Firearms dealers from across Northern Ireland discussed proposals to significantly increase firearms licensing fees in the Province at a meeting organised by BASC NI.
A public consultation on plans to increase fees and make a number of other amendments to the Firearms (Northern Ireland) Order 2004 was launched in late June by the NI Department of Justice.
The consultation document proposes a significant increase in the cost of a firearm certificate from £50 to £120. The consultation also proposes a very substantial increase in the cost of a firearms dealer’s certificate which would increase from £150 to £697.
BASC NI, working in partnership with Countryside Alliance Ireland, the Gun Trade Guild NI and the Northern Ireland Firearms Dealers’ Association, organised the firearms dealers’ evening which was held on Tuesday (18th September 2012) in Lisburn.
The event, which was chaired by BASC NI director Tommy Mayne, was well attended by the province’s main firearms dealers and the chairman of the Ulster Farmers’ Union legislation committee Jason Rankin. A number of MLAs including Edwin Poots (health minister), Jonathon Craig (NI Policing Board), Paul Givan (chairman of the NI Justice Committee) and Tom Elliott (member of the Justice Committee) were also in attendance. A Department of Justice official was also present, representing the Justice Minister David Ford who was unable to attend due to a prior engagement.
BASC NI Director Tommy Mayne said: “The proposed firearms licensing fees increases are very much a hot topic and the meeting provided an excellent opportunity for firearms dealers and their representative organisations to voice their concerns to MLAs including members of the NI Justice Committee. It is clear that our concerns have been taken into account however there is still much work to be done and I would urge both dealers and firearm certificate holders to lobby their local MLAs to voice their opposition to the proposed increases which are very substantial. Other proposals such as the age reduction for young shooters and the banded system, if implemented, will be of significant benefit to both firearms dealers and the wider shooting community and we very much look forward to working in partnership with the Justice Minister, his department and other key stakeholders as the process moves forward.”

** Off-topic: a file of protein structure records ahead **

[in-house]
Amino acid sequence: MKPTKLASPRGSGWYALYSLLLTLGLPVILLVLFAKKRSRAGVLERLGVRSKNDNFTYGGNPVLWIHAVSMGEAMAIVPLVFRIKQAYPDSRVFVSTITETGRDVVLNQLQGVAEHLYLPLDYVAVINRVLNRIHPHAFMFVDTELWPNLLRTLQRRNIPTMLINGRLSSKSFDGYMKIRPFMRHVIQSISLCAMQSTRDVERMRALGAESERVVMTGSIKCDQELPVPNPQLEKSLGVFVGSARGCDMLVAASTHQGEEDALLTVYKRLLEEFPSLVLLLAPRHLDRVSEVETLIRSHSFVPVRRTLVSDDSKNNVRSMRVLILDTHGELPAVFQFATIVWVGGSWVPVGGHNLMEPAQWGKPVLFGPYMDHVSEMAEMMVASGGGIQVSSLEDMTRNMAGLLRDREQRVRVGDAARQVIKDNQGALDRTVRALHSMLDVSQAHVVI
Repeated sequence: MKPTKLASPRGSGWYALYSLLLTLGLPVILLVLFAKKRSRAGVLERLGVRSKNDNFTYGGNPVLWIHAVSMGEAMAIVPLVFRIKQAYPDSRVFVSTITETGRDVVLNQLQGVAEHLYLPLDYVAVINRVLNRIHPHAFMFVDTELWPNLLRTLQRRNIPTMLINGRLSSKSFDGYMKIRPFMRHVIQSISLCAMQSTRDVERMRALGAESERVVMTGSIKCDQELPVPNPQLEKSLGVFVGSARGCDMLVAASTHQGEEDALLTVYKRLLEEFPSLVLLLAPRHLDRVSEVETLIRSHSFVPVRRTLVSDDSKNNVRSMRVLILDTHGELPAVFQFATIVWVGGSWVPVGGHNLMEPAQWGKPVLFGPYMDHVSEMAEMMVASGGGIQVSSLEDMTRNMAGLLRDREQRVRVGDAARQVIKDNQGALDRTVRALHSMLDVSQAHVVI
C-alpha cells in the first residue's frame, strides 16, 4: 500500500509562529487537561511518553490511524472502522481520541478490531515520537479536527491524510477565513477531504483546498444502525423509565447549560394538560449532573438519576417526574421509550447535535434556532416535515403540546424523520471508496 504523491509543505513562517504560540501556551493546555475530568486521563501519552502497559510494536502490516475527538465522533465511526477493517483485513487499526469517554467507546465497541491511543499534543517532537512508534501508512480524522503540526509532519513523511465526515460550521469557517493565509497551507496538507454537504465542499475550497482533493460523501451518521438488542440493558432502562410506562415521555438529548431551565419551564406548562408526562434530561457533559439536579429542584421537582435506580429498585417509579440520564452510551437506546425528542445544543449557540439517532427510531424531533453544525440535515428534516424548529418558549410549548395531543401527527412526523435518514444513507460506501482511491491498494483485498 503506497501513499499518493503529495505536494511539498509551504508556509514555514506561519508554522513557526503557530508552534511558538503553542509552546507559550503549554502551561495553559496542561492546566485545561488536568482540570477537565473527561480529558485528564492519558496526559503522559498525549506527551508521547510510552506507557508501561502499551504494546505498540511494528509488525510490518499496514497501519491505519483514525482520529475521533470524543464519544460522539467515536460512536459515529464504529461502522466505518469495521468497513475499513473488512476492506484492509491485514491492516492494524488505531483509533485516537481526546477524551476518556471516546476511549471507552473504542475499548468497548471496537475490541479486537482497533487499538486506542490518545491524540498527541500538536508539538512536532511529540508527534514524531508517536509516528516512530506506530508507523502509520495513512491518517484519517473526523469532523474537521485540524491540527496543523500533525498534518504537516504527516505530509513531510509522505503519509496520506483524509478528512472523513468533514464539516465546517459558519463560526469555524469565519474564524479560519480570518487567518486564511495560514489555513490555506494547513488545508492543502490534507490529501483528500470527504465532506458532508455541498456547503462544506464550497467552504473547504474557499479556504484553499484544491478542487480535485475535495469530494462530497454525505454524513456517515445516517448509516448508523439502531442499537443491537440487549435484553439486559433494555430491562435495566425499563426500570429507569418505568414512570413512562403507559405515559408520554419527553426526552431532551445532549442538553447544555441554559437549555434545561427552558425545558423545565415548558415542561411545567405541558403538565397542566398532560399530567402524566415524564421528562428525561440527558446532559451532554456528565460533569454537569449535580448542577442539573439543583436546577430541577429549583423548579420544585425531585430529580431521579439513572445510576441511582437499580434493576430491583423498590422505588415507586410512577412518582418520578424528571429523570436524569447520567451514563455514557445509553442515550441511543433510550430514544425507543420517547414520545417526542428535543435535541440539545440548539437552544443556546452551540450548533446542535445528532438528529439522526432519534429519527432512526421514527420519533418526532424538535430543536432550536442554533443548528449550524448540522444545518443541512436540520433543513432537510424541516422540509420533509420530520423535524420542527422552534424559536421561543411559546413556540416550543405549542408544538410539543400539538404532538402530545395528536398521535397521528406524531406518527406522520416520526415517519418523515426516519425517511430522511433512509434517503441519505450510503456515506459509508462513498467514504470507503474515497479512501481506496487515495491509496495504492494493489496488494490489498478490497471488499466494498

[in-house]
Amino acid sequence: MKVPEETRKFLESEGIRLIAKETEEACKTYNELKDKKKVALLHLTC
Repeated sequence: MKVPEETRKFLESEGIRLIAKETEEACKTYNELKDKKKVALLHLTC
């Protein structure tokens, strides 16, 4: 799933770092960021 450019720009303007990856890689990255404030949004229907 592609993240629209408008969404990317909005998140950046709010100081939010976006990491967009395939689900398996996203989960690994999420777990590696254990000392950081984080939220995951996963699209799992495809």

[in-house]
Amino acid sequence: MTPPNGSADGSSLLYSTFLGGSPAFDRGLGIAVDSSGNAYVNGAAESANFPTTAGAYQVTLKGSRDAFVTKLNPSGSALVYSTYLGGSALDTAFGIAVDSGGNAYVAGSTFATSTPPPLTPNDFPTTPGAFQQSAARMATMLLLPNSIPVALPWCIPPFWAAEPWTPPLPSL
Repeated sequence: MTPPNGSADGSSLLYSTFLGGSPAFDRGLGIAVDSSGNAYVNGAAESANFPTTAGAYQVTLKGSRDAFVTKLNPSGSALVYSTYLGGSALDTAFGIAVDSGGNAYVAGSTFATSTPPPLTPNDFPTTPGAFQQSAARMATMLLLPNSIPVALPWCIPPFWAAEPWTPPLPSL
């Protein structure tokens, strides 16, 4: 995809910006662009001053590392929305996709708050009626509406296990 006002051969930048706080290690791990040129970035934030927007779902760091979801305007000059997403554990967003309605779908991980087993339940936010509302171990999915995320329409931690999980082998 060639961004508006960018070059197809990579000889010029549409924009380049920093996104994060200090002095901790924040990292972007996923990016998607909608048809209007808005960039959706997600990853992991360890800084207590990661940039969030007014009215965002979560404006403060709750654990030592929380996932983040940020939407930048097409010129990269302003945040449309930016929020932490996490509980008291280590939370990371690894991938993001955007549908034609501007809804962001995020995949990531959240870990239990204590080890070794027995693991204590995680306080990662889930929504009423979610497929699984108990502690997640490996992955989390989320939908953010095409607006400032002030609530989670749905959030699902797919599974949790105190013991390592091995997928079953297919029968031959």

Paul Givan MLA said: "The proposals contained in the consultation document will be subjected to close scrutiny by the Justice Committee as there is clearly considerable concern, regarding plans to increase the cost of both the individual certificate and the firearms dealers certificate. It is important that everyone recognises the contribution that this industry makes to the Northern Ireland economy and whilst regulation is necessary it must be proportionate and every effort should be made by Government to facilitate and develop the industry. I commend BASC for organising and chairing the evening which has provided me and other Justice Committee members with a more in depth insight into the concerns of both firearms dealers and the shooting organisations."
Tom Elliott MLA added: “It cannot be demonstrated in the present harsh economic times how such an increase can be justified. Would the service improve with such high increase or will we continue to get a second rate service to which we are charged exorbitant fees? There is a general feeling that the fees suggested is an attempt to reduce the number of legal gun owners and dealers in Northern Ireland by making the fees unaffordable. The fees as set out would have a major negative effect on the number of firearms dealers in Northern Ireland and also would discourage farmers from obtaining a firearms certificate to control vermin & pests on their farms. I shall ensure that any necessary firearms fees are fair and can be justified.”
The chairman of the Ulster Farmers’ Union legislation committee, Jason Rankin, said: “I would like to thank BASC for organising and chairing what was a very productive meeting. It provided an excellent opportunity to highlight UFU’s opposition to the proposed increases in firearms licensing fees. Such substantial increases would undoubtedly impact on the farming community and those members of the Justice Committee that were present have clearly taken our concerns on board.”
More than 2,700 people signed a joint petition launched in early July by the shooting and gun trade organisations. The petition opposes the increase in fees and supports a reduction in age limits to allow young people to be taught to shoot under supervision. The joint petition will be submitted to the Department of Justice along with BASC’s consultation response.
The consultation closed on 20th September.
The photograph shows: (left to right) Tom Elliott MLA, Jason Rankin (chairman of the Ulster Farmers’ Union legislation committee), Vaughan Harkness (secretary of the Northern Ireland Firearms Dealers Association), Robert Kidd (head of firearms and explosives licensing at the Department of Justice), Tommy Mayne (BASC NI director), Paul Givan MLA (chairman of the NI Justice Committee ), Lyall Plant (chief executive, Countryside Alliance Ireland), Laura Morrison (BASC NI), David Robinson (chairman of the Gun Trade Guild N.I.) and Edwin Poots MLA (NI Health Minister).